While the bulk of the RAAF was heavily engaged in the European theatre, our Hudson bombers based in Darwin from 2 and 13 squadrons continued their dangerous missions over Timor having already operated out of bases in the Dutch East Indies since late 1941 and in early 1942.

They attacked shipping and bombed Japanese targets in treacherous skies that they did not control.


Against this backdrop and with Australian spirits sagging, the Japanese started to expand their defensive perimeter further into the South West Pacific and the threat of cutting the lines of communication between Australia and the United States became very real.

Forewarned by intelligence of the impending Japanese operations, Allied forces deployed the Yorktown and Lexington carrier task forces just north east of Australia.

Two Australian ships, the heavy cruiser HMAS Australia and the light cruiser HMAS Hobart contributed to the Allied force.

As a testament to the gravity of the situation, and what Australia had to lose, the Prime Minister rose in Parliament and announced that a “great naval battle (was) proceeding in the south-west Pacific zone”.

“It may be for many of them the last full measure of their devotion - to accomplish the increased safety and security of this territory” he warned.

From that moment on, the significance of the Battle of the Coral Sea was cemented in Australia’s history.

The largest naval battle ever fought so close to home was a tactical loss, but a strategic victory lay in the loss of life and the wreckage of aircraft and ships.

It was the first time the Japanese had been halted during their southwards advance in the Pacific.

From there, the pendulum slowly started to swing, and the outcomes of some very tough battles in the months that followed further boosted Allied morale and momentum.

Australians continued to step forward, the 6th and 7th Divisions who had returned from the Middle East fought in gruelling conditions on the Kokoda Track and at Milne Bay, and supported by RAAF Kittyhawk pilots, they ended the Japanese campaign to take Port Moresby.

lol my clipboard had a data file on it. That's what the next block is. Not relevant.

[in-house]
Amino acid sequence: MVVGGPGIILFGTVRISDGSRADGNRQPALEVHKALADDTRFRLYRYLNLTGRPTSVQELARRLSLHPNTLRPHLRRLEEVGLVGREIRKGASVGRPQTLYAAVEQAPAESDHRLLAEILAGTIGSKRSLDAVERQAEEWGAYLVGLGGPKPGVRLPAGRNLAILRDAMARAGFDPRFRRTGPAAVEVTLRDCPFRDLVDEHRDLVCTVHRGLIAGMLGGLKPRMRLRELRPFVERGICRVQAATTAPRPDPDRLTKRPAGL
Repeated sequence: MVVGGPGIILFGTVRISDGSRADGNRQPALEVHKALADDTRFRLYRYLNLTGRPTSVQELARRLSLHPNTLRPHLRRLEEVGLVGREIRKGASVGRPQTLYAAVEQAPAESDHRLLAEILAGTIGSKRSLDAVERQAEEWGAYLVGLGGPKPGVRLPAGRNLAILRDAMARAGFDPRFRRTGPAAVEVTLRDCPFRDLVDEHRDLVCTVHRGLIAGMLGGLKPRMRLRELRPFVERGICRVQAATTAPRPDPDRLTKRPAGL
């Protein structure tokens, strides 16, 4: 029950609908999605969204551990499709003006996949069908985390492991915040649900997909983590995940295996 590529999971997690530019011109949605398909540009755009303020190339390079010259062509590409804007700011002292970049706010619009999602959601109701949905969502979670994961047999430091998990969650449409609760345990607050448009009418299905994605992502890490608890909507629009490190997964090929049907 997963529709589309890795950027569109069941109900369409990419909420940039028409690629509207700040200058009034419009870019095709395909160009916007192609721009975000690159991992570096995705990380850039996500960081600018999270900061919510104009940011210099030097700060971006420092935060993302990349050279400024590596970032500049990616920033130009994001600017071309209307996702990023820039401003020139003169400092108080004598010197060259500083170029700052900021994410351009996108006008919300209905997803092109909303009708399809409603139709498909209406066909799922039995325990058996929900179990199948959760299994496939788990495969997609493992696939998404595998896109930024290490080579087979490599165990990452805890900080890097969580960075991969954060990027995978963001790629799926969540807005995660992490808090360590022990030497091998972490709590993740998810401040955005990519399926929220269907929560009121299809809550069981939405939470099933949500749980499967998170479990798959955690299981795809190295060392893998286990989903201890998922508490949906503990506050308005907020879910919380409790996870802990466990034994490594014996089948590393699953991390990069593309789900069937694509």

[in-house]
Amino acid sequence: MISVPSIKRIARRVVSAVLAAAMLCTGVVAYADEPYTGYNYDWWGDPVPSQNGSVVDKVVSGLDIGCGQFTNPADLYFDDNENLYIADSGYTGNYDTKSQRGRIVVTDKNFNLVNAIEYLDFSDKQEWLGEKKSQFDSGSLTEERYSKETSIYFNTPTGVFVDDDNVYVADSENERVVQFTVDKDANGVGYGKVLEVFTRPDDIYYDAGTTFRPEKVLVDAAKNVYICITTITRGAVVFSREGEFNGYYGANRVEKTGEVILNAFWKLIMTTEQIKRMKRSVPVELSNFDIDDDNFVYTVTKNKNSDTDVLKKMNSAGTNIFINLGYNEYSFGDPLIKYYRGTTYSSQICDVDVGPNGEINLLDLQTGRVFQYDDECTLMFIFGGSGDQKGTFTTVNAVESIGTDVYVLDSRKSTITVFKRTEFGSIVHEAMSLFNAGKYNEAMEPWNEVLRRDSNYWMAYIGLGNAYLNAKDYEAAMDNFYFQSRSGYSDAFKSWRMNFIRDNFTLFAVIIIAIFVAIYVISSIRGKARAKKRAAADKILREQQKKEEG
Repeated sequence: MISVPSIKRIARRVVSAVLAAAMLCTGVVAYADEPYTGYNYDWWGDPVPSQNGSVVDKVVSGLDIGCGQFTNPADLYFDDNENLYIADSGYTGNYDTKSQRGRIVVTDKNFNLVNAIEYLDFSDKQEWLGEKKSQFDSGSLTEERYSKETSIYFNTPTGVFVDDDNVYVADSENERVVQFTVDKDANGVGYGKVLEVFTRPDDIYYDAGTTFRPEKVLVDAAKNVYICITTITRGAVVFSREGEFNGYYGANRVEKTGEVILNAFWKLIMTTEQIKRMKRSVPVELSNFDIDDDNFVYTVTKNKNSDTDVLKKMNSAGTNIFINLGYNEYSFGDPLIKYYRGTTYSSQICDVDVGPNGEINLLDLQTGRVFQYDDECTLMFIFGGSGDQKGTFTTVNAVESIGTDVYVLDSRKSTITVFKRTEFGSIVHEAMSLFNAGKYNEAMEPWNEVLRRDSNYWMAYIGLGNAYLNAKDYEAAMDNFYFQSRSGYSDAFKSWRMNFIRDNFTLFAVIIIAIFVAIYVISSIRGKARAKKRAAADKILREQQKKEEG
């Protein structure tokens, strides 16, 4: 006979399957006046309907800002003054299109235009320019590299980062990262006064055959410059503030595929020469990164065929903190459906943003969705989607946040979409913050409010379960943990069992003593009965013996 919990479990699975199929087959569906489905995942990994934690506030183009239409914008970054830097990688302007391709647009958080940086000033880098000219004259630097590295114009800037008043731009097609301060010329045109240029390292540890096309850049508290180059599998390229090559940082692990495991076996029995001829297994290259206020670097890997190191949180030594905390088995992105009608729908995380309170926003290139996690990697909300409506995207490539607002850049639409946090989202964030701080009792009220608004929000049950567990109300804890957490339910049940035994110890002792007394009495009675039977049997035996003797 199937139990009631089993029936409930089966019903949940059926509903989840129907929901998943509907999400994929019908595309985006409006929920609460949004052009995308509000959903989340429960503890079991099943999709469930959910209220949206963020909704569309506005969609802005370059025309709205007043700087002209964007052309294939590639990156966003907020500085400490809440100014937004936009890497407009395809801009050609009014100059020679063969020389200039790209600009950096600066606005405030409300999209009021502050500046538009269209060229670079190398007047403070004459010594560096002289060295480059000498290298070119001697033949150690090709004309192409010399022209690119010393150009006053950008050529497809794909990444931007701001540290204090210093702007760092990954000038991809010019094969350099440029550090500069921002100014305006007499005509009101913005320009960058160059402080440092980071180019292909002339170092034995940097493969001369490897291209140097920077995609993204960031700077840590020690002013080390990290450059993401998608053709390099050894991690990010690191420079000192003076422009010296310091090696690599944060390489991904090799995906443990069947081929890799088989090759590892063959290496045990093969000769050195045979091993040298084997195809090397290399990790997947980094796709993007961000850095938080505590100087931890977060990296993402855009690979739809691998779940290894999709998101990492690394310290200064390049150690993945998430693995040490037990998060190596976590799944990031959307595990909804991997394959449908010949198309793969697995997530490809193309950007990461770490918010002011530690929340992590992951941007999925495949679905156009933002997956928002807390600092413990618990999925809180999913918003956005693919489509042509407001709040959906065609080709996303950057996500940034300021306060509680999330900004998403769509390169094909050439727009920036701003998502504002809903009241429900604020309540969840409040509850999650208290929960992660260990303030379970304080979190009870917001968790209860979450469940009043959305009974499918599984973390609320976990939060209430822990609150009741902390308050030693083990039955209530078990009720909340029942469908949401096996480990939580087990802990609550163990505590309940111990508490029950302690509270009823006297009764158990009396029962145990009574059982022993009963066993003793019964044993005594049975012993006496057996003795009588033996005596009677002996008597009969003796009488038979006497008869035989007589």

In Timor, Sparrow Force tied up a Japanese Division for months with their raiding tactics.  Across the South West Pacific our coast watchers provided invaluable intelligence.

Australia by years end was now more secure and became the launching pad for the long road to victory.


1942 was a pivotal year in the Pacific War.  I have only mentioned but a few of the many actions and battles that took place across this vast maritime theatre. Enough I trust though to give a sense of its crucial importance to our nation.

It is often said that we as a nation came of age at Gallipoli, but 1942 I think it is fair to say, was a year that unified the country like no other, a year where the ‘war effort’ became a national imperative.

It was a year in which conflict came to our doorstep, and a year in which our future Alliance with the United States was forged.

In 1942 it was the collective efforts of the whole nation that allowed the year to end with a new dawn rather than in disaster. 

The thread that connects our troops at Gallipoli to those in 1942 and to those standing watch today is the grit, the determination, and the will to endure the adversity they face in fighting for our way of life and our freedoms.

This fight has always involved great sacrifice and we have not always prevailed, but, our troops have always fought in a way that warrants our gratitude, our respect and most importantly, thoughtful reflection.

That’s why we gather here, every year, from dawn and throughout the day.

That’s why we must remember them, always.

Lest we forget.